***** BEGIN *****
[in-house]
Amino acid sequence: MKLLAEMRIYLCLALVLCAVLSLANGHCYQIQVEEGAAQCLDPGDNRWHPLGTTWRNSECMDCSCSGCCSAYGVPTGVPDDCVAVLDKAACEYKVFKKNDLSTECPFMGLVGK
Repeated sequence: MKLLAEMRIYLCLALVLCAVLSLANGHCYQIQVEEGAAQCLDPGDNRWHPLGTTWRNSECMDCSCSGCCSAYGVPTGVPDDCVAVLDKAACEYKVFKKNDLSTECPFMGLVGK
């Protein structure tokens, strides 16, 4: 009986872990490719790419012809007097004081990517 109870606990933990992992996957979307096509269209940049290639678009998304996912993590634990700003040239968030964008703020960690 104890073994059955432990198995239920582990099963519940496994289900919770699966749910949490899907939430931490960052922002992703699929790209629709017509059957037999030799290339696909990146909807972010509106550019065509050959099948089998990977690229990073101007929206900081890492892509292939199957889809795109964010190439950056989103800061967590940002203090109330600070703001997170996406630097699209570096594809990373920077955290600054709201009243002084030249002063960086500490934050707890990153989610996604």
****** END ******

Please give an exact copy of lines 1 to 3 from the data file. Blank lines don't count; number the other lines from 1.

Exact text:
[in-house]
Amino acid sequence: MKLLAEMRIYLCLALVLCAVLSLANGHCYQIQVEEGAAQCLDPGDNRWHPLGTTWRNSECMDCSCSGCCSAYGVPTGVPDDCVAVLDKAACEYKVFKKNDLSTECPFMGLVGK
Repeated sequence: MKLLAEMRIYLCLALVLCAVLSLANGHCYQIQVEEGAAQCLDPGDNRWHPLGTTWRNSECMDCSCSGCCSAYGVPTGVPDDCVAVLDKAACEYKVFKKNDLSTECPFMGLVGK